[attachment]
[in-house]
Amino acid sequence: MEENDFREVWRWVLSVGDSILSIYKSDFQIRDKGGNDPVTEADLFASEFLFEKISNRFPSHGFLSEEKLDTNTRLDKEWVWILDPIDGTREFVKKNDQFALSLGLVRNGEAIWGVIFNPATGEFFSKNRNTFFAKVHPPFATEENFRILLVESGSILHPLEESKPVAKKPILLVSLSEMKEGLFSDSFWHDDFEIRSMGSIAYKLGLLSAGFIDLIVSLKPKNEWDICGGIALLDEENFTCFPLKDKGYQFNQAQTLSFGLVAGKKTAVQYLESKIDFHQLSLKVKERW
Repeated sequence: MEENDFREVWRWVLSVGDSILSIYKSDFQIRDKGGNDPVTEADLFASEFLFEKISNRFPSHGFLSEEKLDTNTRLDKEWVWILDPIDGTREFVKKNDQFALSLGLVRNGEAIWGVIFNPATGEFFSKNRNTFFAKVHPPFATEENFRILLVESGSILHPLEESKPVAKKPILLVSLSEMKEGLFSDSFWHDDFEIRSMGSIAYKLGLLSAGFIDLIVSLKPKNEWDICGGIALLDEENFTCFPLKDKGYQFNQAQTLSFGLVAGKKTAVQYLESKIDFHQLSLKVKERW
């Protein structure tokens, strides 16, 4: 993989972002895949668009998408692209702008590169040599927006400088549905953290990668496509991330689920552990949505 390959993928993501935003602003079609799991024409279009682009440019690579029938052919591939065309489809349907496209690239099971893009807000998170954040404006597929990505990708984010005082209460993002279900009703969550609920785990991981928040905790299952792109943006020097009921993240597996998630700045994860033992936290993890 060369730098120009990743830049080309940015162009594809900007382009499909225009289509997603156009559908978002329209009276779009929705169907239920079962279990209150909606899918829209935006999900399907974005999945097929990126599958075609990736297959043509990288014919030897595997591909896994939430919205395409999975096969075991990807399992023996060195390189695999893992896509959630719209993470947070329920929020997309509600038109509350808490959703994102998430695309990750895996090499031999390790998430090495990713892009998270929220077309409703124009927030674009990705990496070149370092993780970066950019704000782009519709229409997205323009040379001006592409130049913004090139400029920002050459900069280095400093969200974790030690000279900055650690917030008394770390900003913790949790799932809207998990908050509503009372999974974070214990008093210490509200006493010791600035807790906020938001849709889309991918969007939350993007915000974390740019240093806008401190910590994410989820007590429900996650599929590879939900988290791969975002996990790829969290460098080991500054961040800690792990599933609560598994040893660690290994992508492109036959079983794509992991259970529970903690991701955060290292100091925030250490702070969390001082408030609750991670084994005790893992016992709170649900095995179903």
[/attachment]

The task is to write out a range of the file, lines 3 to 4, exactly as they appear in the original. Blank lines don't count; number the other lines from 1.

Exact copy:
Repeated sequence: MEENDFREVWRWVLSVGDSILSIYKSDFQIRDKGGNDPVTEADLFASEFLFEKISNRFPSHGFLSEEKLDTNTRLDKEWVWILDPIDGTREFVKKNDQFALSLGLVRNGEAIWGVIFNPATGEFFSKNRNTFFAKVHPPFATEENFRILLVESGSILHPLEESKPVAKKPILLVSLSEMKEGLFSDSFWHDDFEIRSMGSIAYKLGLLSAGFIDLIVSLKPKNEWDICGGIALLDEENFTCFPLKDKGYQFNQAQTLSFGLVAGKKTAVQYLESKIDFHQLSLKVKERW
């Protein structure tokens, strides 16, 4: 993989972002895949668009998408692209702008590169040599927006400088549905953290990668496509991330689920552990949505 390959993928993501935003602003079609799991024409279009682009440019690579029938052919591939065309489809349907496209690239099971893009807000998170954040404006597929990505990708984010005082209460993002279900009703969550609920785990991981928040905790299952792109943006020097009921993240597996998630700045994860033992936290993890 060369730098120009990743830049080309940015162009594809900007382009499909225009289509997603156009559908978002329209009276779009929705169907239920079962279990209150909606899918829209935006999900399907974005999945097929990126599958075609990736297959043509990288014919030897595997591909896994939430919205395409999975096969075991990807399992023996060195390189695999893992896509959630719209993470947070329920929020997309509600038109509350808490959703994102998430695309990750895996090499031999390790998430090495990713892009998270929220077309409703124009927030674009990705990496070149370092993780970066950019704000782009519709229409997205323009040379001006592409130049913004090139400029920002050459900069280095400093969200974790030690000279900055650690917030008394770390900003913790949790799932809207998990908050509503009372999974974070214990008093210490509200006493010791600035807790906020938001849709889309991918969007939350993007915000974390740019240093806008401190910590994410989820007590429900996650599929590879939900988290791969975002996990790829969290460098080991500054961040800690792990599933609560598994040893660690290994992508492109036959079983794509992991259970529970903690991701955060290292100091925030250490702070969390001082408030609750991670084994005790893992016992709170649900095995179903």